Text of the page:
Hematite

Hematite

Definition

Hematite is a reddish-brown to silver-gray metallic mineral. Its chemical formula: Fe2O3. Hematite occurs as rhombohedral crystals, as reniform (kidney-shaped) crystals, or as fibrous aggregates in igneous, metamorphic, and sedimentary rocks. It is the most abundant ore of iron, and it is usually slightly magnetic. Hematite crystallizes in the rhombohedral lattice system, and it has the same crystal structure as ilmenite and corundum. Hematite and ilmenite form a complete solid solution at temperatures above 950 °C (1,740 °F).

Hematite is made mainly of iron, which gives it its metallic sheen. It also gives it an interesting quirk of naming although the hematite that we see in our daily lives is dark grey, its name comes from a Latin phrase meaning “blood stone.” Because, when it is found naturally, the iron content is covered in rust.

Large ore bodies of hematite are usually of sedimentary origin, and it is widely distributed in sedimentary rocks as cement. High grade ore bodies can be found in metamorphic rocks as a result of contact metasomatism. Hematite is also as an accessory mineral in igneous rocks. The red colouring of soils all over the planet is due to hematite.

In Ancient Rome, hematite was a popular stone for decorative purposes. Jewellery, weapons, and even armour decorated with hematite were traded widely. The dark colour was thought to be especially intimidating or protective.

Occurrences and Properties of Hematite

Huge deposits of hematite are found in banded iron formations. Gray hematite is typically found in places that can have still standing water or mineral hot springs, such as those in Yellowstone National Park in North America. The mineral can precipitate out of water and collect in layers at the bottom of a lake, spring, or other standing water. Hematite can also occur without water, however, usually as the result of volcanic activity. Large and thick crystals have been found in Minas Gerais, Brazil, particularly at Antonio Pereira, Congonhas de Campo, Jaguaracu, and Itabira. Lustrous plates with flat or tabular crystals come from Novo Horizonte and Brumado, Bahia, Brazil. Most of the tumbled, polished Hematite comes from Minas Gerais.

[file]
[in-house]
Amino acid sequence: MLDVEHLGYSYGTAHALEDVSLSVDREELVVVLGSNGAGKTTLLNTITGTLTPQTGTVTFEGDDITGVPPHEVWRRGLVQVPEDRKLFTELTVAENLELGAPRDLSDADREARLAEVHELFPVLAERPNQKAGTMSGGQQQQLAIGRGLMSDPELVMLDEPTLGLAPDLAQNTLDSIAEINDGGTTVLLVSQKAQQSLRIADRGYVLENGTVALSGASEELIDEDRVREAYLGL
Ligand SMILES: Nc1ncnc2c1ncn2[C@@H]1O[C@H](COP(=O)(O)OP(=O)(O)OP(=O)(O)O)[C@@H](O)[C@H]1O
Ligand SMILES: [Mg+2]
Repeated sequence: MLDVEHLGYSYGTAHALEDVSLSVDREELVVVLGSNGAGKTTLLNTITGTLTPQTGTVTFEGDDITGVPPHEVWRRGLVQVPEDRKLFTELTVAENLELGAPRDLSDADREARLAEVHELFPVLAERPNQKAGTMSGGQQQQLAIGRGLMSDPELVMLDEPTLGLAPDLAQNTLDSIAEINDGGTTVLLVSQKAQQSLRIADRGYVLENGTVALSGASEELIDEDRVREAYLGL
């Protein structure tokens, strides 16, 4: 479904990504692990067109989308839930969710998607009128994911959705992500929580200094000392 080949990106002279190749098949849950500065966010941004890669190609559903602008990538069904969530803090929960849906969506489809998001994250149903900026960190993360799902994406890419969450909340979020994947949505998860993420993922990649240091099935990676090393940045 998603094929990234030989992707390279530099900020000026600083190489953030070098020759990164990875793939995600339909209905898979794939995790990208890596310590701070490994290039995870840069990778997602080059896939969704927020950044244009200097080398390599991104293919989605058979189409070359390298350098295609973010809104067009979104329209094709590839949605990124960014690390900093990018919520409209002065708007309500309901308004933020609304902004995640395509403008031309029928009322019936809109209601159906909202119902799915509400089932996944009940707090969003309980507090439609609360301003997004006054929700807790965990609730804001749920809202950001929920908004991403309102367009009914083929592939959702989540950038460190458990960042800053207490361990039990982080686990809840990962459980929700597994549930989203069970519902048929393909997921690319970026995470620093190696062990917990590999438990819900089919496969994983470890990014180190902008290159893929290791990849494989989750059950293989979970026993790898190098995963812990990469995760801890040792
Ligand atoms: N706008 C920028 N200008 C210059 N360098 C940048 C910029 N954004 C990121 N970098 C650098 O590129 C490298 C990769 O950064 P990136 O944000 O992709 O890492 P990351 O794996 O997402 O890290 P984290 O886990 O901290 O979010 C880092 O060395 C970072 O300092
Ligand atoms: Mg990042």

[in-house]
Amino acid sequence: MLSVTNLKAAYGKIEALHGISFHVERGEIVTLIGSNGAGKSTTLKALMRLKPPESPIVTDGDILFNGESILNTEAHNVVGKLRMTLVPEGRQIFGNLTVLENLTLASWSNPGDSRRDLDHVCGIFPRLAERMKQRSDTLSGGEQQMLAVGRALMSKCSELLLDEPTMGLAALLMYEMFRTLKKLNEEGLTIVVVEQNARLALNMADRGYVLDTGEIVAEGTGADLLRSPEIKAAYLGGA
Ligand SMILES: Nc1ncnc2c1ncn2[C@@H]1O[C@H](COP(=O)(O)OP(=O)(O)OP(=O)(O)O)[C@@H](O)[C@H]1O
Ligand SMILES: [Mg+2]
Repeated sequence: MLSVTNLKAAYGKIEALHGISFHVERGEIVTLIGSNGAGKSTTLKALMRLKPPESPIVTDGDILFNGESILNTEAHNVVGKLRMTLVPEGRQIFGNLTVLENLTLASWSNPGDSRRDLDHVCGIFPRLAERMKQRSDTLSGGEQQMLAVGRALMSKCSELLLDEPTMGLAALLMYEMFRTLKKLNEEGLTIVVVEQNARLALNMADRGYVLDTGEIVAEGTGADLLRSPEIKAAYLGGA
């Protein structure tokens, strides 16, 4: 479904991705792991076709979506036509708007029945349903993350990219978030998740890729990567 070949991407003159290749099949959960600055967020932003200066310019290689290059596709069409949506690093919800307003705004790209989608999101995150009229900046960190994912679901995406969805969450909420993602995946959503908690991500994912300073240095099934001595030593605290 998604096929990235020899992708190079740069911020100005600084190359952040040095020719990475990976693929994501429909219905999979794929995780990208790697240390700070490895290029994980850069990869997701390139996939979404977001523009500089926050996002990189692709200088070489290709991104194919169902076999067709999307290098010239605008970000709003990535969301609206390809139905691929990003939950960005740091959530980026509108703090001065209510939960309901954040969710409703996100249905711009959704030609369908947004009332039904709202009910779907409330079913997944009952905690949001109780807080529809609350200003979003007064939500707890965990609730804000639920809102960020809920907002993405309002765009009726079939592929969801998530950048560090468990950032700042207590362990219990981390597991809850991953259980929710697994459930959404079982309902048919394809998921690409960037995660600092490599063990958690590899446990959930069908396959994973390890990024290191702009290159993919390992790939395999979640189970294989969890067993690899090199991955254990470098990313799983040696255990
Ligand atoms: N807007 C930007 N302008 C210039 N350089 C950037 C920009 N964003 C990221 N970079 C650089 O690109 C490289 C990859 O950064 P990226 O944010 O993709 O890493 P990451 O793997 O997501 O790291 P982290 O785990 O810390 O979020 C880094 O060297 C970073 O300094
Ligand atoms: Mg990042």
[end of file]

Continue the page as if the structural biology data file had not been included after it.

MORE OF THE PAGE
Cumberland, in Cumbria, England, is a major source of Hematite specimens, especially the Specularite variety, as well as much of the globular and stalactitic specimens. Another classic occurrence is Rio Marina, on the island of Elba, Italy. The Cavradi Gorge in Tujetsch, Grischun, Switzerland is well-known for its outstanding and unique lustrous tabular Hematite crystals.

Clay-sized hematite crystals can also occur as a secondary mineral formed by weathering processes in soil, and along with other iron oxides or oxyhydroxides such as goethite, is responsible for the red color of many tropical, ancient, or otherwise highly weathered soils.

Morocco has also been a recent producer of fine collectible Hematite, with special note on Nador in the Nador Province, where excellent crystals and clusters have been found. The Wessels Mine in Hotazel, in the Kalahari manganese fields of South Africa has produced outstanding lustrous crystals including the rare prismatic forms.

Hematites crystals occur in thin plates, as well as bundles of small micaceous plates, and in thin splinters. Most commonly massive, mammilary, botryoidal, reniform, oolitic, stalactitic, and radiating. Scalenohedral and rhombohedral crystals occur, as well as tabular and groups of tabular crystals. Crystals are often striated. Dendritic and rosette forms are also found. May form as a pseudomorph after other minerals, especially as octahedral crystals of Magnetite.

Applications of Hematite

Hematite is the principle ore of iron. Huge quantities are mined throughout the world for industrial production. It is the source for roughly 90 percent of all iron mined in the United States. Hematite was largely used in the past as a red and brown pigment, although nowadays cheaper sources have been substituted. Well formed Hematite crystals are popular among mineral collectors, and tumbled, highly lustrous Hematite from Brazil makes a very popular, inexpensive specimen for amateur collectors.

Hematite is also used as a minor gemstone. It is cut and polished into cabochons for jewelry and ornaments, fashioned into beads for bracelets and necklaces, and carved into ornamental figures.

Hematite is also used in art such as in the creation of intaglio engraved gems. Hematine is a synthetic material sold as magnetic hematite.

 

Reference:

  1. dictionary.com
  2. flexiblelearning.auckland.ac.nz
  3. minerals.net
  4. wikipedia